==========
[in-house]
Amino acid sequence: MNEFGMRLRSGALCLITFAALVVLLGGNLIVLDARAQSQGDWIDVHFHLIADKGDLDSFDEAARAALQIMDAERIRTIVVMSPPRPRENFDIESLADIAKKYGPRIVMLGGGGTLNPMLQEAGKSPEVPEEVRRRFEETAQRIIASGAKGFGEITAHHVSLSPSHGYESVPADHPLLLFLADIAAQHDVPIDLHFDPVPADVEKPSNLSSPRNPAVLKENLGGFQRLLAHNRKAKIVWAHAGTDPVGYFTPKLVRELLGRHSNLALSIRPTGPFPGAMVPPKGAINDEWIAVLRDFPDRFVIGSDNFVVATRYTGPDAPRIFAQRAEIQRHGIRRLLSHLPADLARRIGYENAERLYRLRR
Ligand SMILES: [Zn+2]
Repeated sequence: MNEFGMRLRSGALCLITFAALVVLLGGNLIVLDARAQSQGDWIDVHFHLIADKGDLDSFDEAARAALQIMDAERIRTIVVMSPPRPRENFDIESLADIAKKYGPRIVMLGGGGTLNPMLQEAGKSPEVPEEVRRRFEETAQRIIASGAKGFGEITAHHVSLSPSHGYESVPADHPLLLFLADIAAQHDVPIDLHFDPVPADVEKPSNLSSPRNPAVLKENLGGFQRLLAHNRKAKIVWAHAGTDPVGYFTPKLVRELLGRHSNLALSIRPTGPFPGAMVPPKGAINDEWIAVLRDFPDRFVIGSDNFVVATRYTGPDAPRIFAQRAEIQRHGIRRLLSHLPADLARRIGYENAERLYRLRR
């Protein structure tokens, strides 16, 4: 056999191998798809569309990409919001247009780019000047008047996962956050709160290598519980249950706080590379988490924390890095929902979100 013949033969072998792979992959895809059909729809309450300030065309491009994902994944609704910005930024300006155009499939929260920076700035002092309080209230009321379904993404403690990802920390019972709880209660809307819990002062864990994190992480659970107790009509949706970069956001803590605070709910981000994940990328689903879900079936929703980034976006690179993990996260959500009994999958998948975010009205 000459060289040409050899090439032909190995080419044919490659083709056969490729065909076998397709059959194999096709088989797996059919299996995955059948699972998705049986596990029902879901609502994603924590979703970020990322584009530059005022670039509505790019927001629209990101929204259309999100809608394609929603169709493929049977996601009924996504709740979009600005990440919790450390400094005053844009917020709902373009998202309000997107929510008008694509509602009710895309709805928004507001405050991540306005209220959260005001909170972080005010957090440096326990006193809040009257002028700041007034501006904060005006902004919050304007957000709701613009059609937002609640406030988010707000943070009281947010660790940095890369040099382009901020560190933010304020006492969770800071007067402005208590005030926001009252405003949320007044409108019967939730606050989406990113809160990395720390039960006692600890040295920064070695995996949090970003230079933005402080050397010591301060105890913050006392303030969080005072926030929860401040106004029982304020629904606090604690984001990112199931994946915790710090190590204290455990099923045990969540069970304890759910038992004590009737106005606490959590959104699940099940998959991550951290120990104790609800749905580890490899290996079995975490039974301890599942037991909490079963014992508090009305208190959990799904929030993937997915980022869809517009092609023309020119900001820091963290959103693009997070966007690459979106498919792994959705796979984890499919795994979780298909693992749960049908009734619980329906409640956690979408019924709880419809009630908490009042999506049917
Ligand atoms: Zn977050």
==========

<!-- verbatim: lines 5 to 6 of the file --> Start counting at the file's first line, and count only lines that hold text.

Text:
């Protein structure tokens, strides 16, 4: 056999191998798809569309990409919001247009780019000047008047996962956050709160290598519980249950706080590379988490924390890095929902979100 013949033969072998792979992959895809059909729809309450300030065309491009994902994944609704910005930024300006155009499939929260920076700035002092309080209230009321379904993404403690990802920390019972709880209660809307819990002062864990994190992480659970107790009509949706970069956001803590605070709910981000994940990328689903879900079936929703980034976006690179993990996260959500009994999958998948975010009205 000459060289040409050899090439032909190995080419044919490659083709056969490729065909076998397709059959194999096709088989797996059919299996995955059948699972998705049986596990029902879901609502994603924590979703970020990322584009530059005022670039509505790019927001629209990101929204259309999100809608394609929603169709493929049977996601009924996504709740979009600005990440919790450390400094005053844009917020709902373009998202309000997107929510008008694509509602009710895309709805928004507001405050991540306005209220959260005001909170972080005010957090440096326990006193809040009257002028700041007034501006904060005006902004919050304007957000709701613009059609937002609640406030988010707000943070009281947010660790940095890369040099382009901020560190933010304020006492969770800071007067402005208590005030926001009252405003949320007044409108019967939730606050989406990113809160990395720390039960006692600890040295920064070695995996949090970003230079933005402080050397010591301060105890913050006392303030969080005072926030929860401040106004029982304020629904606090604690984001990112199931994946915790710090190590204290455990099923045990969540069970304890759910038992004590009737106005606490959590959104699940099940998959991550951290120990104790609800749905580890490899290996079995975490039974301890599942037991909490079963014992508090009305208190959990799904929030993937997915980022869809517009092609023309020119900001820091963290959103693009997070966007690459979106498919792994959705796979984890499919795994979780298909693992749960049908009734619980329906409640956690979408019924709880419809009630908490009042999506049917
Ligand atoms: Zn977050």